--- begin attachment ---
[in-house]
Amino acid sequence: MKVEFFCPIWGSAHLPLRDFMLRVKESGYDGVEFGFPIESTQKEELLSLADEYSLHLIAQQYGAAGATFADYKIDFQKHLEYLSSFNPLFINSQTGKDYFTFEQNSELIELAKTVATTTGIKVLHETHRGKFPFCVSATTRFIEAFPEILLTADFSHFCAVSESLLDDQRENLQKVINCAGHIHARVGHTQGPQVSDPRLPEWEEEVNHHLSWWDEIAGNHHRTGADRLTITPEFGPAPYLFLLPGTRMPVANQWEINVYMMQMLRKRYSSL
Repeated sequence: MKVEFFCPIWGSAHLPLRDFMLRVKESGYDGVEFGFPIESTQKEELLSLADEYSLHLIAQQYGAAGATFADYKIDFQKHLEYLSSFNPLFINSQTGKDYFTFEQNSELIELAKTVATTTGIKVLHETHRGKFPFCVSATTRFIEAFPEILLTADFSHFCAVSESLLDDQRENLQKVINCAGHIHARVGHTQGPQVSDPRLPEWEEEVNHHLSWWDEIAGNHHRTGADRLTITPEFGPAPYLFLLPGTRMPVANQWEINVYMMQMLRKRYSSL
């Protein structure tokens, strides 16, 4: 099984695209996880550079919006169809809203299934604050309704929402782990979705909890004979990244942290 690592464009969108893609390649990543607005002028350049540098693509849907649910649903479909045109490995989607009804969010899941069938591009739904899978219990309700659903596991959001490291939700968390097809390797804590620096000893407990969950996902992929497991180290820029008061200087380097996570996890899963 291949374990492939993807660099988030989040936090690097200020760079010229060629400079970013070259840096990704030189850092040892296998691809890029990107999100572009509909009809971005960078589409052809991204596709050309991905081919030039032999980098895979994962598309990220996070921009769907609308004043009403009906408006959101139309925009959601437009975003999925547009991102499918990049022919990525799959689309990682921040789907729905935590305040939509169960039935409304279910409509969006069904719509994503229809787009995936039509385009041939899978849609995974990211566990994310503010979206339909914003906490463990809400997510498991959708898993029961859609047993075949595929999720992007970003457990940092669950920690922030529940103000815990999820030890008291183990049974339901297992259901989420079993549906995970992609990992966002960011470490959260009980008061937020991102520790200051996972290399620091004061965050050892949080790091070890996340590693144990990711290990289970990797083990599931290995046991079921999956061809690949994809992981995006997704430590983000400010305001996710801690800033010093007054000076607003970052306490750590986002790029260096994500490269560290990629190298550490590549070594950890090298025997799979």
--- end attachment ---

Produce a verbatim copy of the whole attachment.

[in-house]
Amino acid sequence: MKVEFFCPIWGSAHLPLRDFMLRVKESGYDGVEFGFPIESTQKEELLSLADEYSLHLIAQQYGAAGATFADYKIDFQKHLEYLSSFNPLFINSQTGKDYFTFEQNSELIELAKTVATTTGIKVLHETHRGKFPFCVSATTRFIEAFPEILLTADFSHFCAVSESLLDDQRENLQKVINCAGHIHARVGHTQGPQVSDPRLPEWEEEVNHHLSWWDEIAGNHHRTGADRLTITPEFGPAPYLFLLPGTRMPVANQWEINVYMMQMLRKRYSSL
Repeated sequence: MKVEFFCPIWGSAHLPLRDFMLRVKESGYDGVEFGFPIESTQKEELLSLADEYSLHLIAQQYGAAGATFADYKIDFQKHLEYLSSFNPLFINSQTGKDYFTFEQNSELIELAKTVATTTGIKVLHETHRGKFPFCVSATTRFIEAFPEILLTADFSHFCAVSESLLDDQRENLQKVINCAGHIHARVGHTQGPQVSDPRLPEWEEEVNHHLSWWDEIAGNHHRTGADRLTITPEFGPAPYLFLLPGTRMPVANQWEINVYMMQMLRKRYSSL
């Protein structure tokens, strides 16, 4: 099984695209996880550079919006169809809203299934604050309704929402782990979705909890004979990244942290 690592464009969108893609390649990543607005002028350049540098693509849907649910649903479909045109490995989607009804969010899941069938591009739904899978219990309700659903596991959001490291939700968390097809390797804590620096000893407990969950996902992929497991180290820029008061200087380097996570996890899963 291949374990492939993807660099988030989040936090690097200020760079010229060629400079970013070259840096990704030189850092040892296998691809890029990107999100572009509909009809971005960078589409052809991204596709050309991905081919030039032999980098895979994962598309990220996070921009769907609308004043009403009906408006959101139309925009959601437009975003999925547009991102499918990049022919990525799959689309990682921040789907729905935590305040939509169960039935409304279910409509969006069904719509994503229809787009995936039509385009041939899978849609995974990211566990994310503010979206339909914003906490463990809400997510498991959708898993029961859609047993075949595929999720992007970003457990940092669950920690922030529940103000815990999820030890008291183990049974339901297992259901989420079993549906995970992609990992966002960011470490959260009980008061937020991102520790200051996972290399620091004061965050050892949080790091070890996340590693144990990711290990289970990797083990599931290995046991079921999956061809690949994809992981995006997704430590983000400010305001996710801690800033010093007054000076607003970052306490750590986002790029260096994500490269560290990629190298550490590549070594950890090298025997799979």